How Do Pawn Shops Work?
Chances are, you’ve seen a movie or TV show that includes a scene with a shady pawn shop. No doubt, this has led to a negative image of these businesses. Today’s pawn shops are not usually disreputable, but you do need to use care if you decide to do business.
What Are Pawn Shops?
Pawn shops are essentially businesses that offer collateral-based loans to consumers. If you have an item of value, you could take it to a pawn shop and use it as collateral for a loan. The loan you get won’t be the sum total of the item’s value. Instead, the pawn shop will offer you a loan and you will have to pay back the loan with any fees and interest before the instituted deadline.
Pawn shops succeed because of the low risk for the loans they offer, and because the loans are typically very short term. The collateral received for the loan amount is much higher in value than the loan amount. If the customer defaults, the value of the item more than makes up for the loss from the defaulted loan.
The Pawning Process
You enter a pawn shop with your valuable item, perhaps an expensive piece of jewelry or a rare coin. The pawn broker appraises the item and offers you a loan with terms that probably include a relatively low interest rate, loan origination fees, a deadline for repayment and mention of forfeiture of the item with default. The pawn broker takes possession of your item and you get the money and a pawn ticket that serves as your item receipt. When you finish repaying the loan in full by the deadline, you present your ticket and get your item back. If you don’t repay by the deadline, you forfeit your item. There are no other collection actions taken by the pawn shop.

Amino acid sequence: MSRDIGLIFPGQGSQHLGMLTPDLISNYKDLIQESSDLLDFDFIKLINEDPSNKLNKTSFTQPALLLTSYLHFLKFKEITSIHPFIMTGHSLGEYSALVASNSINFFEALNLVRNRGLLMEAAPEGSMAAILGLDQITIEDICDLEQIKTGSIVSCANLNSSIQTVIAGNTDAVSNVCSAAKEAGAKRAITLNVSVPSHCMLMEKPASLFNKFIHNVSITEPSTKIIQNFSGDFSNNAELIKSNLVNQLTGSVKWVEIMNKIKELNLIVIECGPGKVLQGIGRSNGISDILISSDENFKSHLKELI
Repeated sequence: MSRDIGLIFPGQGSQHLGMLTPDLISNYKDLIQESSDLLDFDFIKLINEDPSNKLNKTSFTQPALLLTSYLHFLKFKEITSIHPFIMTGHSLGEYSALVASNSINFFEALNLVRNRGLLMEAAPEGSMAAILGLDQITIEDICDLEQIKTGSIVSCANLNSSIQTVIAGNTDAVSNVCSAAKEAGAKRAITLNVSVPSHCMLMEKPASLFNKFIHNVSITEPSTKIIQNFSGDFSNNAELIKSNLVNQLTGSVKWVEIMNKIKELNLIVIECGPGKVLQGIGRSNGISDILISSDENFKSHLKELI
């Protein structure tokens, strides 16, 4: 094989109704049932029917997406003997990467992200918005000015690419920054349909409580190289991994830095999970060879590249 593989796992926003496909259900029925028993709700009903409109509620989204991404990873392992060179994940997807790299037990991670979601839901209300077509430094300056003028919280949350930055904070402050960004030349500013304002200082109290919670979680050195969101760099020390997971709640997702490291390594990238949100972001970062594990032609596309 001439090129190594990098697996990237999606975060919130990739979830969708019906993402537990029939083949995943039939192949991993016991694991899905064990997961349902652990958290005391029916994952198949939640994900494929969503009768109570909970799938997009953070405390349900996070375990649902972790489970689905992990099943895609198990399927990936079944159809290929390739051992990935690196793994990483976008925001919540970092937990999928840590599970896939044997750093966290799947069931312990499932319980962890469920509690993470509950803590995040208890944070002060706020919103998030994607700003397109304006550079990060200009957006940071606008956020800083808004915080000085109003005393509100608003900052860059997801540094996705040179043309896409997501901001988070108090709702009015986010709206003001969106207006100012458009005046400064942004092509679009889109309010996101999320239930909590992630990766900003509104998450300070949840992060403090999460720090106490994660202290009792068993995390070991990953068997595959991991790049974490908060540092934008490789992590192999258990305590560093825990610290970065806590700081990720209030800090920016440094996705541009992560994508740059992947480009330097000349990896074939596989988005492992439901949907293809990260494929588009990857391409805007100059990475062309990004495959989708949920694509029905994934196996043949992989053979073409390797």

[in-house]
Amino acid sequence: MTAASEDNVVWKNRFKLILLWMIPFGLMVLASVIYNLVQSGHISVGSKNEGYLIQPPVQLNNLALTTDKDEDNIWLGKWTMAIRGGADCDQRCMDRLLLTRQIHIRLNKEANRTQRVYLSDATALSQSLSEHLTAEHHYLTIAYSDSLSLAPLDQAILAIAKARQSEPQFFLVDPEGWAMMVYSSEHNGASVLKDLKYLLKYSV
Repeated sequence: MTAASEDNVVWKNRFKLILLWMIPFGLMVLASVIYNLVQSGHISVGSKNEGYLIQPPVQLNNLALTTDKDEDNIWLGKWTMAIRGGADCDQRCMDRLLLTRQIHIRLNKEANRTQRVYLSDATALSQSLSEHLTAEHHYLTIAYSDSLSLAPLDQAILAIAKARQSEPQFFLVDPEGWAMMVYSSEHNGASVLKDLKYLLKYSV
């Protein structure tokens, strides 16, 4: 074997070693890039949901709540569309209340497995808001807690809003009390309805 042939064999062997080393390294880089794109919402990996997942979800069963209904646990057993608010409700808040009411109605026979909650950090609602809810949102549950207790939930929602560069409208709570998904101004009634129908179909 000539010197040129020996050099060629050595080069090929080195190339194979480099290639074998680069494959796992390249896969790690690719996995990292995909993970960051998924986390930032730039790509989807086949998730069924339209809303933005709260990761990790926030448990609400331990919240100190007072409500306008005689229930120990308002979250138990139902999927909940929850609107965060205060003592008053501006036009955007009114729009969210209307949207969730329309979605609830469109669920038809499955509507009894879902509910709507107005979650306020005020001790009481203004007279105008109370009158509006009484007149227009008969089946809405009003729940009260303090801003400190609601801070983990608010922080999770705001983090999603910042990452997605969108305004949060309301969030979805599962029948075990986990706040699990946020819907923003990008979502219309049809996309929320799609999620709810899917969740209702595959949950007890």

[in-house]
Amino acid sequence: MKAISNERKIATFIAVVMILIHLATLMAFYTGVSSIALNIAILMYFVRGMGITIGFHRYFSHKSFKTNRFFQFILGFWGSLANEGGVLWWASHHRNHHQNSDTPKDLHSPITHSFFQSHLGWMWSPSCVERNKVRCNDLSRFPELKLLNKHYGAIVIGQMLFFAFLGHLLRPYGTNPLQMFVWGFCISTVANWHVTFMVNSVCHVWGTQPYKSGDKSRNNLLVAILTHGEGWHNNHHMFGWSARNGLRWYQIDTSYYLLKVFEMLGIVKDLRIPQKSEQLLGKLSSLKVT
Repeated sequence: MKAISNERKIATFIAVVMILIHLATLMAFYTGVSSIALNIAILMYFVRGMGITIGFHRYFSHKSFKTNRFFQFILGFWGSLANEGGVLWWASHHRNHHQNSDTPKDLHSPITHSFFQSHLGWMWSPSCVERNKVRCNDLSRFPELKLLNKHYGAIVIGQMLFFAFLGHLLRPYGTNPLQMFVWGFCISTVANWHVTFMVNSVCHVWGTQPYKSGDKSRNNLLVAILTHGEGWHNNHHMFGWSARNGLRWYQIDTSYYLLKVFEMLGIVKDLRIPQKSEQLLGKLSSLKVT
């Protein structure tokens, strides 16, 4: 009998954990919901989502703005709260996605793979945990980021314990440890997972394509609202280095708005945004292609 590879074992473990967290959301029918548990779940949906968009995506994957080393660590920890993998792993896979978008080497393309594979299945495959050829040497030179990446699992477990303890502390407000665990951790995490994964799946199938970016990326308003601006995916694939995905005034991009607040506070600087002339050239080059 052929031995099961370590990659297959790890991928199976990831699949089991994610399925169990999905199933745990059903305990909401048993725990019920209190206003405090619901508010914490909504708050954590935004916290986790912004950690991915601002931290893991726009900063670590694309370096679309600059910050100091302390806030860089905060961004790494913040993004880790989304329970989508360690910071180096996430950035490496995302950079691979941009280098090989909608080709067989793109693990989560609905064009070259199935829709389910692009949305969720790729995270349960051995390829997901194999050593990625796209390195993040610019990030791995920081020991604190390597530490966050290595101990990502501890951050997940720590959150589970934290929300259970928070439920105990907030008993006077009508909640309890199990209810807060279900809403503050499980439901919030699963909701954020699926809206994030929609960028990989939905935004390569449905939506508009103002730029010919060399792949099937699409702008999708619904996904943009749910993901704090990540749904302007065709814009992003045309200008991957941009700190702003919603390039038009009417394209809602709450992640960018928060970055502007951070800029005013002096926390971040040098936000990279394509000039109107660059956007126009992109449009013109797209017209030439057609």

Laws Regulating Pawn Shops
Pawn shops are subject to federal laws that govern financial institutions, states Pawn Shops Today. These laws include the Truth-in-Lending Act, the Patriot Act, Trading with the Enemy Act, the Bank Secrecy Act and provisions regarding privacy in the Gramm-Leach-Bliley Financial Services Modernization Act. Pawn shops also have to adhere to IRS regulations that require them to report some cash transactions.
A 24-Hour Pawn Shop
If you find yourself in a bind and strapped for cash, you might look for a 24-hour pawn shop to get a quick loan. Be prepared to prove that you’re the legal owner of the property you plan to pawn. This will often involve a number of questions that only the property owner would know. You’ll also have to have a form of government-issued identification to show the pawn shop, advises Bankrate.
Finding Pawn Shops Nearby
Finding pawn shops nearby your home is relatively easy, especially in medium-to-large cities. The National Pawnbrokers Association has a search function you can use to find a pawn store near you that is a member of this professional association. Enter your zip code into the search tool and peruse the pawn shops located in your area. As you look for a pawn shop to use, check specific shops with your local Better Business Bureau to see if consumers have had problems with a pawn broker.